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[The station] is further graced by a pedestal on which stands a curious old locomotive rejoicing in the name of "Billy". The true early history of "Billy" is well-nigh veiled in the mists of antiquity, and it was only by diligent enquiry that Mr Holliday, the Station Master, was able to learn a little of her antecedents. That "she" was constructed as far back as 1824 – 1826 is however certain, and on that score alone she is entitled to an introduction to such of the readers of the Railway Magazine as have until now been unaware of her existence. For about fifty-five years (until 1879) she performed good service, first at the Springwell, and latterly at the Killingworth colliery, from which place she actually steamed into Newcastle in 1881 to celebrate George Stephenson’s Centenary. [9]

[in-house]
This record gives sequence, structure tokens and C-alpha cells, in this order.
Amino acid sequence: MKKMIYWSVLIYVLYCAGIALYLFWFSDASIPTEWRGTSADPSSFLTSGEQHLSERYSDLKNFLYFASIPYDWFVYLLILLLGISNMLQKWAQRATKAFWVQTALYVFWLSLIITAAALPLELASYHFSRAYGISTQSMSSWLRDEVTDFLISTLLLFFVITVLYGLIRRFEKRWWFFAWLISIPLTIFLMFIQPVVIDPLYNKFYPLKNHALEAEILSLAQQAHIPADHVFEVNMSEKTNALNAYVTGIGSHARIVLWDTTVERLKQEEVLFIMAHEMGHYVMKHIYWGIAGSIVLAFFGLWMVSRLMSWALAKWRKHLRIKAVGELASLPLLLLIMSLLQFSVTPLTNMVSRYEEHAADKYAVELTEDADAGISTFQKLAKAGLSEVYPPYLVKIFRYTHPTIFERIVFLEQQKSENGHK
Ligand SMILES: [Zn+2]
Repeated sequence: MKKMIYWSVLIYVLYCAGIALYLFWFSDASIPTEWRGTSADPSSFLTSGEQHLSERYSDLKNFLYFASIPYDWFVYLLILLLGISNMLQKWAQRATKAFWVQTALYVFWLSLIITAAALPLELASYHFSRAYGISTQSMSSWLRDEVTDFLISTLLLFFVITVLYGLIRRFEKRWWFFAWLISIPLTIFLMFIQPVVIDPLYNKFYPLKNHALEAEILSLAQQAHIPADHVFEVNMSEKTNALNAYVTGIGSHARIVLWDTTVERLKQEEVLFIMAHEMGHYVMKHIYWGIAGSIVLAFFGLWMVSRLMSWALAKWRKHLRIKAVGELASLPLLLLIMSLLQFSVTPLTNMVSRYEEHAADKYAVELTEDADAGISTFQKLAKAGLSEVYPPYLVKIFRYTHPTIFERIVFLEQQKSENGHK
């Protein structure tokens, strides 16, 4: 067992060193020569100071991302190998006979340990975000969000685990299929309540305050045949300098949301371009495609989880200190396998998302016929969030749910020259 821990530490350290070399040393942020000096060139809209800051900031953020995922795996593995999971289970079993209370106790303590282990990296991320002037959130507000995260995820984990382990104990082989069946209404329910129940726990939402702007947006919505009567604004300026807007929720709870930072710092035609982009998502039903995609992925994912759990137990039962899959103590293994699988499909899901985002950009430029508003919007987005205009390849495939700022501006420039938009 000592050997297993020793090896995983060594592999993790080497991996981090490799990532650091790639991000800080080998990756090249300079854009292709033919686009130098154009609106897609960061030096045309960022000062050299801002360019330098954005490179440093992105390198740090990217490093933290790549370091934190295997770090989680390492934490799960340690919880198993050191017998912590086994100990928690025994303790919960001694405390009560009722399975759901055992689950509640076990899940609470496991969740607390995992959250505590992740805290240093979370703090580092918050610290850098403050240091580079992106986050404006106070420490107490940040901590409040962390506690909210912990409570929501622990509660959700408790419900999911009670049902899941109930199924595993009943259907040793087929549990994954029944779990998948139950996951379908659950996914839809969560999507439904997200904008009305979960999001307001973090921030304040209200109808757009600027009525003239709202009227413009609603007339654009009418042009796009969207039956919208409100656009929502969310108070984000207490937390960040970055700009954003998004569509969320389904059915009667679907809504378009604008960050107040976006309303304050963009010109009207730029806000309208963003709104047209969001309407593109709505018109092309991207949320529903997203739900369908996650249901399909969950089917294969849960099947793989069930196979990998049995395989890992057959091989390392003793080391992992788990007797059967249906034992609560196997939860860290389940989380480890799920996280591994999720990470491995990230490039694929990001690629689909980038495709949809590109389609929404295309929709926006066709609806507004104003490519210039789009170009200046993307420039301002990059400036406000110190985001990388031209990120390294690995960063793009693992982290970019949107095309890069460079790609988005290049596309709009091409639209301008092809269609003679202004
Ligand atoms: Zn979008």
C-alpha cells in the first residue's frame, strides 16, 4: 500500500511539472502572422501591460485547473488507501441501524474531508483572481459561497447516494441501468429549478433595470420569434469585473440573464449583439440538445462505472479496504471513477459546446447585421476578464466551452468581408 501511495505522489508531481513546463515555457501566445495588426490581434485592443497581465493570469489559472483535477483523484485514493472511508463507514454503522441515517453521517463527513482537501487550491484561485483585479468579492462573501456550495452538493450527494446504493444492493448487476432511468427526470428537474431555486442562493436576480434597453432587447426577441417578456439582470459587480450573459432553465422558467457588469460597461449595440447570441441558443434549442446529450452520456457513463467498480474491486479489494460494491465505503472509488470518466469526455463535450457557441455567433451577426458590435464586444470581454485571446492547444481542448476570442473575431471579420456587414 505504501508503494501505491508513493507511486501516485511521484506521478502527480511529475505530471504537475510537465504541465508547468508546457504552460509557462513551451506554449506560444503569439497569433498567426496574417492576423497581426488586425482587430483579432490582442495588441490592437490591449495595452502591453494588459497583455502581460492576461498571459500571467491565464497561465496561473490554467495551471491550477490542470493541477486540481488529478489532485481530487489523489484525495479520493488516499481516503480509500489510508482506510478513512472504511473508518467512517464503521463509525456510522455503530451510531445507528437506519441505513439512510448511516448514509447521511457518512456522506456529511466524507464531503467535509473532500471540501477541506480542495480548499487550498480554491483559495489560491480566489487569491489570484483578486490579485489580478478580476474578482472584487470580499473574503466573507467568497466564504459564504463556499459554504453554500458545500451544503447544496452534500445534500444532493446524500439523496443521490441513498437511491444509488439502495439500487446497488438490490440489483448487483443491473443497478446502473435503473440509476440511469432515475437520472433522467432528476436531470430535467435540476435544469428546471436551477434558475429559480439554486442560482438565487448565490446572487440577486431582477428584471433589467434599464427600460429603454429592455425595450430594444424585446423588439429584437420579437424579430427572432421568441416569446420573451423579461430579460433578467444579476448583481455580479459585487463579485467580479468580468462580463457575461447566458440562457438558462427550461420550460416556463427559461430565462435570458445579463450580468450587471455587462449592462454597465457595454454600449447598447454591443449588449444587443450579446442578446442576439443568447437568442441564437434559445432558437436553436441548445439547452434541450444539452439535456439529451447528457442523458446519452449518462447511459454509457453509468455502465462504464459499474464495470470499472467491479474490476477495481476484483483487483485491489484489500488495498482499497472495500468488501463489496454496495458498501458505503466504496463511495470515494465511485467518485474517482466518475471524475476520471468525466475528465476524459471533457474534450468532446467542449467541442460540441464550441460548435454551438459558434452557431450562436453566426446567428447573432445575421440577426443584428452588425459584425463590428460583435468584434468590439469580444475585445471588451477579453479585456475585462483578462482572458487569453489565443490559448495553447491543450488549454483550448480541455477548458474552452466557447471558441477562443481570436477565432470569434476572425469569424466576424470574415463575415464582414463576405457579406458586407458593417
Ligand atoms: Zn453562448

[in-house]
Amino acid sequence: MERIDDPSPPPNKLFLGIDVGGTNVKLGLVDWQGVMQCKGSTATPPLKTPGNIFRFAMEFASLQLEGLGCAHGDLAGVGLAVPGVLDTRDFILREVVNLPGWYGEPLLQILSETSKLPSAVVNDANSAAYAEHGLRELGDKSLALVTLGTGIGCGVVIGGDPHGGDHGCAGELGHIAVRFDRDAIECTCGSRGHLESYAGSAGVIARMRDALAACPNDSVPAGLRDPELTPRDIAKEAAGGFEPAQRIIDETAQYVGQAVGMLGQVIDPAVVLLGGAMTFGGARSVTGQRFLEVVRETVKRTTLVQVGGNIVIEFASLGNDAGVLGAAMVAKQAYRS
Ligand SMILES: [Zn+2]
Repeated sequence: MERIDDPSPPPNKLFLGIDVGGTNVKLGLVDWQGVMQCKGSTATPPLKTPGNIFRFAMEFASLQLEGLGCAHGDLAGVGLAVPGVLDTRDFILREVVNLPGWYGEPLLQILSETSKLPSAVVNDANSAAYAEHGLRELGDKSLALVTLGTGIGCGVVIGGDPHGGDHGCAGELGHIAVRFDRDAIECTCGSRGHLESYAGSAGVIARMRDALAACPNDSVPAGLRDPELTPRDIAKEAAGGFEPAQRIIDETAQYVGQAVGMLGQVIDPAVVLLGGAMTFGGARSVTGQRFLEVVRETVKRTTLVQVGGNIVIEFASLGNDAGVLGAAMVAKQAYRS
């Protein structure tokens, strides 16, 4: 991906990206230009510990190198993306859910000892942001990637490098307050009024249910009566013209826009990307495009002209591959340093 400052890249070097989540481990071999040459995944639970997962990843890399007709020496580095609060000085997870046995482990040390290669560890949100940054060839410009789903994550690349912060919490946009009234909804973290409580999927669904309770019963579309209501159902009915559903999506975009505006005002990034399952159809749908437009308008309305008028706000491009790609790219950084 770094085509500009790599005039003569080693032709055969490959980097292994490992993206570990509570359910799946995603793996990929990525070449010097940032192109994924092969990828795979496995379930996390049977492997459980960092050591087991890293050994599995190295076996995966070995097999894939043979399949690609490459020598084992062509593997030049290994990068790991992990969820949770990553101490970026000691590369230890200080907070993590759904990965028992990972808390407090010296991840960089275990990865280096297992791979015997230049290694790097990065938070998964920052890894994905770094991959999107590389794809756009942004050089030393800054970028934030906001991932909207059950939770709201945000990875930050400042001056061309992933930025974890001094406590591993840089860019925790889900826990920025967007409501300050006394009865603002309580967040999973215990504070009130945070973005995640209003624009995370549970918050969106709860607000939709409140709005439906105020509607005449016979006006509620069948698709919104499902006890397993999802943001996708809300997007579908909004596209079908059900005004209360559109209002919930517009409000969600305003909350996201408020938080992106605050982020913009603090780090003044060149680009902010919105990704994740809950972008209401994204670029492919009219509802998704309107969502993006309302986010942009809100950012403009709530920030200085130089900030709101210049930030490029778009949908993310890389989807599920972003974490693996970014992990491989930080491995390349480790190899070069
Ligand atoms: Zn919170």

In electrodynamic suspension (EDS), both the guideway and the train exert a magnetic field, and the train is levitated by the repulsive and attractive force between these magnetic fields. [38] In some configurations, the train can be levitated only by repulsive force. In the early stages of maglev development at the Miyazaki test track, a purely repulsive system was used instead of the later repulsive and attractive EDS system. [39] The magnetic field is produced either by superconducting magnets (as in JR–Maglev) or by an array of permanent magnets (as in Inductrack ). The repulsive and attractive force in the track is created by an induced magnetic field in wires or other conducting strips in the track. A major advantage of EDS maglev systems is that they are dynamically stable – changes in distance between the track and the magnets creates strong forces to return the system to its original position. [37] In addition, the attractive force varies in the opposite manner, providing the same adjustment effects. No active feedback control is needed.

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